The Second Amendment to the Constitution gives all U.S. citizens the right to bear arms. Unfortunately, lawmakers have decided that this right doesn't apply to several large categories of people, including those who have been indicted or convicted of a state or federal felony. Federal law prohibits you from possessing a firearm if you were indicted for or convicted of a crime punishable with more than a year in prison. Alabama state law prohibits possession of a "pistol" (defined as any gun with a barrel of less than 12 inches) by anyone convicted of a violent crime. It doesn't matter whether your sentence was suspended, how long it's been since you served your time or how you used the gun. Even if you only intended to go hunting, you could spend up to 10 years in prison.
At the Eversole Law Offices, we understand that guns are a Constitutional right, a useful tool and a necessity for hunters, security officials, hobbyists and others in Alabama. Many people don't realize that restrictions on these and other lawful activities involving firearms don't end after parole. But nobody should go to prison over a misunderstanding. That's why Steven Eversole aggressively defends clients from both federal felon-in-possession charges and Alabama state charges of possessing a pistol after conviction for a violent crime. If you're facing these charges, call Steven Eversole as soon as possible for help.
Ex-Felon Gun Possession Attorney
Both federal and state law prohibit certain people from possessing firearms, but the federal law is broader and harsher. The federal criminal code applies to people who have been indicted for, or convicted of, any state or federal crime that carries a penalty of more than a year in prison. That is, the law applies before you've even been convicted, and it applies regardless of how much time you've served. Federal law also places the same restrictions on people who are subject to a restraining order, those convicted of misdemeanor domestic violence and those who were dishonorably discharged from the military.
If the federal law applies to you, you may not possess a firearm or ammunition that's crossed state lines to get to you, or transport, ship or receive a firearm across state lines. That's important, because in order to prove their case against you, prosecutors must prove that the gun was transported across state lines at some time before you possessed it. They must also show beyond a reasonable doubt that you knew the gun was in your home, car or other property. That is, if a family member hid a gun in your home without your knowledge, you don't possess it, legally speaking.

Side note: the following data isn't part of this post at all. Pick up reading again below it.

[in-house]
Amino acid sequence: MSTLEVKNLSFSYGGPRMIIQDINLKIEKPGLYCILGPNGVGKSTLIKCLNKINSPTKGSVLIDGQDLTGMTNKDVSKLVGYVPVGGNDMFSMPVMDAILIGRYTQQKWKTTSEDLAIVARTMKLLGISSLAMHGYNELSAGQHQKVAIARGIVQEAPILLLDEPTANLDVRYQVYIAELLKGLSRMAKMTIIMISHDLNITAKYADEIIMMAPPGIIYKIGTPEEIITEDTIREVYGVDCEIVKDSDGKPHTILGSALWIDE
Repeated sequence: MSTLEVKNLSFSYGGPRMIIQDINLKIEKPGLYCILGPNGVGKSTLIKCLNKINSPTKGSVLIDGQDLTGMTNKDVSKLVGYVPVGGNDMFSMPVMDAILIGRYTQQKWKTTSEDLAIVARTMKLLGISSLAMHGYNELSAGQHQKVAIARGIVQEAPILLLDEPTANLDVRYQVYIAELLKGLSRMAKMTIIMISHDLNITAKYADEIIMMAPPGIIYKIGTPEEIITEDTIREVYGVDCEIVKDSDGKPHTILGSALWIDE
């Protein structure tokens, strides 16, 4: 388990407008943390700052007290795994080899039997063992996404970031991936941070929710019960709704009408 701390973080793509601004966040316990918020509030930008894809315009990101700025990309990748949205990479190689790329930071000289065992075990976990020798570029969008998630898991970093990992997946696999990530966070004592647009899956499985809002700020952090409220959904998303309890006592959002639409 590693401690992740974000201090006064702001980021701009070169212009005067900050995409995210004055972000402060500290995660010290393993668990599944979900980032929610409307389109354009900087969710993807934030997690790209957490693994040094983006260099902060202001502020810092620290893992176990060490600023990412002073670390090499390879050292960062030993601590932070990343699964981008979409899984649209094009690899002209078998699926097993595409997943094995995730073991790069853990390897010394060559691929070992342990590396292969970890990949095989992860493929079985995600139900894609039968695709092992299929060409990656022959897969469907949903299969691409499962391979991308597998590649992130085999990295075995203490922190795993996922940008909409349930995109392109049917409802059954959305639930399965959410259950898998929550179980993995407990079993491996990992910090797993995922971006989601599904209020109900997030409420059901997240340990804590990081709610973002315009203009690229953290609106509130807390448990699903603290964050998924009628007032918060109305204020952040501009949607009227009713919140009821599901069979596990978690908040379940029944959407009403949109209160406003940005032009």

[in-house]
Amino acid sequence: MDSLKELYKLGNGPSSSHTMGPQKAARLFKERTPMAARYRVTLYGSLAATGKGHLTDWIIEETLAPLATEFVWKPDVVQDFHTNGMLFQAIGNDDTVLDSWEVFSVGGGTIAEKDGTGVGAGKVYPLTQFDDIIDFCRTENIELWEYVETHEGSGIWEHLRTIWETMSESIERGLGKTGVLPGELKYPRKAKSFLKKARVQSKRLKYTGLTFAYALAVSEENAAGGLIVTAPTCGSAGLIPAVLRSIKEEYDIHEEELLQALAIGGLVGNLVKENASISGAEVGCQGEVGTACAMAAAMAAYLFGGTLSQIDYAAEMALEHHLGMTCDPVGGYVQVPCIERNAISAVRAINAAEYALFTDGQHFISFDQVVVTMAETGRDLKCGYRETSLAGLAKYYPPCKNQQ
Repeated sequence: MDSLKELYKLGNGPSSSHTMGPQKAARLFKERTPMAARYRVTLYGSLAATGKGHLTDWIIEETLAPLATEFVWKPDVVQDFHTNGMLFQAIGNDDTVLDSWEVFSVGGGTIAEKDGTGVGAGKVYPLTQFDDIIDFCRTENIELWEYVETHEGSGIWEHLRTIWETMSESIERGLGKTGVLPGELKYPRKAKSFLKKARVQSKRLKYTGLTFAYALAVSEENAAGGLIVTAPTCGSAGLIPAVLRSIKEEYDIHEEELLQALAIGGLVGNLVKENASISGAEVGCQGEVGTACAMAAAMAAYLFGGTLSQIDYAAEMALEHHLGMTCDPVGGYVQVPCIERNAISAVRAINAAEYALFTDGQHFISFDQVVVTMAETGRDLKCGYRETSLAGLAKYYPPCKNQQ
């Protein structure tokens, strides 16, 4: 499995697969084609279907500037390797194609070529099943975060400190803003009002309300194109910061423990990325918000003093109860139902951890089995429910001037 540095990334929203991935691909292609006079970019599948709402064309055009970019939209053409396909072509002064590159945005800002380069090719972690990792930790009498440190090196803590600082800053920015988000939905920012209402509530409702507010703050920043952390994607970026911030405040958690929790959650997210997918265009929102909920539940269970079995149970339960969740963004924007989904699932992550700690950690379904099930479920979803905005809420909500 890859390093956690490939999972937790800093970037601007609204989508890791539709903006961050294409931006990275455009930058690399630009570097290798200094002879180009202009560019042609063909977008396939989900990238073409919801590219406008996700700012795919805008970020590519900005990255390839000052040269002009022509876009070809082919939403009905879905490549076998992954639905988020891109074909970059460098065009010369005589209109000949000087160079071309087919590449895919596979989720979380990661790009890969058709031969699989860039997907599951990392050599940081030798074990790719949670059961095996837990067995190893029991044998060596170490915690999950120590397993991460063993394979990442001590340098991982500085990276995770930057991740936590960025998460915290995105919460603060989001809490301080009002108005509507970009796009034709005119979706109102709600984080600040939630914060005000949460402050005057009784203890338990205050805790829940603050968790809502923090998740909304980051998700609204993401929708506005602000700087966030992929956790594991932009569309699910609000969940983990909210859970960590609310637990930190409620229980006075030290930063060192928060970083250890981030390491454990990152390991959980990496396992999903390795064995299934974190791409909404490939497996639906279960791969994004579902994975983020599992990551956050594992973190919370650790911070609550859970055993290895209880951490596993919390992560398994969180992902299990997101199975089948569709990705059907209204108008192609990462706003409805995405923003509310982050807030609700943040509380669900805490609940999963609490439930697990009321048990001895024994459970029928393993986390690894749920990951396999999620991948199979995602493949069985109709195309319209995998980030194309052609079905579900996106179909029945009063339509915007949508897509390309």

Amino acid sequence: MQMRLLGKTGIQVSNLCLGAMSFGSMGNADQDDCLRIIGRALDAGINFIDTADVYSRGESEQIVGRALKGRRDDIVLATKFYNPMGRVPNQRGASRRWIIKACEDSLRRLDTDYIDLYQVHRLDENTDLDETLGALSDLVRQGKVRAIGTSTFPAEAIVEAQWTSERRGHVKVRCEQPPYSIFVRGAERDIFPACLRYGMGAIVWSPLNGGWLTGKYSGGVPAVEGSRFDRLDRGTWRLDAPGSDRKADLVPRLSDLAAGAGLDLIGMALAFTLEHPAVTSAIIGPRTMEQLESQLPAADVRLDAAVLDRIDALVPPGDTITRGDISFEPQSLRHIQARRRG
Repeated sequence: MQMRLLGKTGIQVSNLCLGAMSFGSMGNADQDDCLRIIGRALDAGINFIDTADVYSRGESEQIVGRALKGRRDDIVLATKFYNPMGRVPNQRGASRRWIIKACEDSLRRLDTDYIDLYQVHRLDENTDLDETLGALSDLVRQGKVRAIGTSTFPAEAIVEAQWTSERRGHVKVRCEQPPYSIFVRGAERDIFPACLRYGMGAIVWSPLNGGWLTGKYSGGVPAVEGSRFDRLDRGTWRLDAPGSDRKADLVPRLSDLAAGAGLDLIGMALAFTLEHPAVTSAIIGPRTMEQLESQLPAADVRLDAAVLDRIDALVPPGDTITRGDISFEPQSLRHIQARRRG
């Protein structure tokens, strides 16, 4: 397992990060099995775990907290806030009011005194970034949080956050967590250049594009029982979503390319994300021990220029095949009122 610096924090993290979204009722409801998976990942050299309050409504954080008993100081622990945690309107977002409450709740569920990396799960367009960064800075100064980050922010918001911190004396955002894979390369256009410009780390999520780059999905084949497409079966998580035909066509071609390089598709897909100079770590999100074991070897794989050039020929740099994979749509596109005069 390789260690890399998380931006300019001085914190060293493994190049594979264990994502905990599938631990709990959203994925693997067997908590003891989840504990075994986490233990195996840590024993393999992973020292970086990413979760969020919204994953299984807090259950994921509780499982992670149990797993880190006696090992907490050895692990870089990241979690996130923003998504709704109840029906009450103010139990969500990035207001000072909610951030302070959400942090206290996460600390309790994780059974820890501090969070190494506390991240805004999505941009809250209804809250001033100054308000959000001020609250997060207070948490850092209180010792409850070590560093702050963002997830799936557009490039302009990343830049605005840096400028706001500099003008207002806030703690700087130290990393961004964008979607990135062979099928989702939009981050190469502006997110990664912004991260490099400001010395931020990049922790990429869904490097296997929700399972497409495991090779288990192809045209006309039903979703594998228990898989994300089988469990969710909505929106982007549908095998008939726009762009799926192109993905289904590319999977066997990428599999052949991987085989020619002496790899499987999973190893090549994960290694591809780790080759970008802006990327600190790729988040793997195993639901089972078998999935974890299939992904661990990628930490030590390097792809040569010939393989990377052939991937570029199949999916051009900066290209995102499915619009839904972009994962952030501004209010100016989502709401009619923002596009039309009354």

The Alabama state law is narrower. It prohibits anyone convicted of a violent crime from possessing a pistol, defined as any firearm with a barrel less than 12 inches long. That means a pellet gun may be prohibited, but a long-barreled shotgun is permitted. Under the law, crimes of violence are actual or attempted:
- Manslaughter, except vehicular manslaughter
- Assault with intent to rob, ravish or murder
Drug addicts and "habitual drunkards" are also subject to this law. Those convicted face up to five years in state prison, as well as seizure of the gun or guns.
Free Consultation on Firearms Charges
At the Eversole Law Offices, we believe that everyone is entitled to a vigorous and thorough defense, regardless of the charges against them or past mistakes. Steven Eversole has helped clients throughout Alabama beat or reduce serious criminal charges, including charges of being a felon in possession of a firearm. He will look for any flaws or unproven allegations in the case against you that could result in the entire case being dismissed. When that's not possible, our office can help you negotiate for reduced charges, knowing that these charges often result from a simple misunderstanding of the law rather than criminal behavior or intent. If it's necessary or appropriate to go to trial, our office will work hard to make sure the prosecution truly proves its case beyond a reasonable doubt. And because we offer free initial consultations, there's no risk in consulting Steven Eversole for an expert opinion on your case.
If you or someone you care about faces charges of possessing a firearm after a felony conviction in Alabama, call Steven Eversole today for a free evaluation of your case, at 1-866-831-5292, or (205) 994-0616 in Birmingham.